$50 million velodrome is dead. Philanthropist backs out of Brooklyn Bridge Park project

January 10, 2013 Mary Frost Brooklyn Daily Eagle
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After more than a half year of controversy, a plan to bring a bicycle racing sports complex called a velodrome to Brooklyn Bridge Park has crumbled, the New York Times reports.

Joshua P. Rechnitz, the bicycle-loving philanthropist who was backing the project with $50 million of his own funds, told the Times on Wednesday that he and his team would seek another location for the indoor “Fieldhouse” featuring a specialized, banked racing track and viewing stands.

While local support for the plan had been decidedly mixed, the decision was made mainly for financial reasons, planners said. The proposed location -– directly below the Brooklyn Heights Promenade -– added aesthetic costs to the project, and Superstorm Sandy raised the specter of flooding.

The velodrome complex was to have been situated at Furman Street upland of Pier 5. The complex would be one of only two such indoor facilities in the country (the other is in California).

After criticisms about its size in relationship to the relatively narrow park, its effect on traffic and the obscurity of the sport itself, which requires specialized bikes with no brakes (as described in the Brooklyn Daily Eagle), the plans were revised to create more space for community sports activities and team games, with fewer stands for spectators.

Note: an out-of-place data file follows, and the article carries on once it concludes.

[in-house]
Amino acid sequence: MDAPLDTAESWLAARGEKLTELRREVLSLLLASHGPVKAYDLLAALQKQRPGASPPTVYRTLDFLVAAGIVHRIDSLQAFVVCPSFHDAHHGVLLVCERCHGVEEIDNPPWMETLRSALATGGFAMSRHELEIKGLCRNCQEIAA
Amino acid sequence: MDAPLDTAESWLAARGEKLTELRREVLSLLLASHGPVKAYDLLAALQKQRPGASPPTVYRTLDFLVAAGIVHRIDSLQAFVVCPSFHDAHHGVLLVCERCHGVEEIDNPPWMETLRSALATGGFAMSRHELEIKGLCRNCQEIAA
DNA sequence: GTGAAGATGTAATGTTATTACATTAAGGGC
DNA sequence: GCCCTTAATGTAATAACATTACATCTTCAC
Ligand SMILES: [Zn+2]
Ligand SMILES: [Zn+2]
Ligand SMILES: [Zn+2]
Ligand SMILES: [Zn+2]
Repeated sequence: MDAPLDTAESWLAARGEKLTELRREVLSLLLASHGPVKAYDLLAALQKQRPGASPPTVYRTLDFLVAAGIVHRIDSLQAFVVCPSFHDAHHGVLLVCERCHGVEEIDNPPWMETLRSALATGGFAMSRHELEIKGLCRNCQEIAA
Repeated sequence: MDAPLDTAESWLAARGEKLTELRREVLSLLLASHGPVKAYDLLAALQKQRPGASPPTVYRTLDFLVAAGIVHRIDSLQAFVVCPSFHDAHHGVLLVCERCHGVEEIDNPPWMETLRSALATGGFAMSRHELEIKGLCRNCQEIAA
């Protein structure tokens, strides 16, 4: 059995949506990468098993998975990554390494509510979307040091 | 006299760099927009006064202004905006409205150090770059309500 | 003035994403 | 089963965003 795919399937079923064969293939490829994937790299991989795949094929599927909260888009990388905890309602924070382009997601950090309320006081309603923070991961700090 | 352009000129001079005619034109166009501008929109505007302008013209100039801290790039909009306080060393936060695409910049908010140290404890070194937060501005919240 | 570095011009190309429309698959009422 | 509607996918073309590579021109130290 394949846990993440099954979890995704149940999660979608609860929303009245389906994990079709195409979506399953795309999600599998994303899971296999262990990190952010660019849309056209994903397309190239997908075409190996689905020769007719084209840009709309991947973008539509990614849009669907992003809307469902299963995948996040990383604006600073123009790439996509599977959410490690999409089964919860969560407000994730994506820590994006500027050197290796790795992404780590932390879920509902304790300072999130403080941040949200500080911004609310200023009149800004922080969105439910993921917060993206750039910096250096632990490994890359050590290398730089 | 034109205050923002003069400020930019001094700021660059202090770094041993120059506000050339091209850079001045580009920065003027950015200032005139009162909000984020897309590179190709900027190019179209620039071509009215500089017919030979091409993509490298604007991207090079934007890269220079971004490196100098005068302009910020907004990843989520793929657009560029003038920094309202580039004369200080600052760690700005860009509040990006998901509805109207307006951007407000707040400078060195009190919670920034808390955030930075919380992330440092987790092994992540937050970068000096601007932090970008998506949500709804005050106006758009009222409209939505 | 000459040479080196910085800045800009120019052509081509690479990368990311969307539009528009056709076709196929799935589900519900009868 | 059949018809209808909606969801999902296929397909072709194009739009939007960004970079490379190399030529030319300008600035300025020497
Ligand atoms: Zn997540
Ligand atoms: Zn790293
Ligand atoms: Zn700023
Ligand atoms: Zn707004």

But skeptics — including Peter Flemming, co-chair of the Brooklyn Bridge Park Community Council and a member of the Citizens Advisory Committee of the Park Corporation — maintained that the project wasn’t a good fit for the park.

Flemming told the Brooklyn Eagle last July that “the proposed Fieldhouse is a specialized velodrome masquerading as a community recreation center — and it doesn’t belong in Brooklyn Bridge Park.”

“It’s a pipe dream designed to give this guy his building,” he continued. “The number of people who really want it you can count on the fingers of your left hand.”

Brooklyn Bridge Park, however, said the proposal was envisioned as a “flexible public indoor athletic and recreation center” that included a public boathouse, restrooms and space for the park’s maintenance and operations. Dr. Larry Weiss, Head of School at Brooklyn Friends School in Downtown Brooklyn backed the proposal because the infield courts would be made available to area schools.

“The proposed Fieldhouse will bring park users and the community the all-weather sports and recreation venue that has always been included in the General Project Plan for the park but was unattainable due to financial constraints,” Regina Myer, President of Brooklyn Bridge Park told the Eagle back in July.
Today, the Times quotes both Mr. Rechnitz and Ms. Myer as regretting the project didn’t work out.

 “We are grateful that we were considered for this facility, and frankly we are saddened that it won’t come to fruition in the park,” Myer said.

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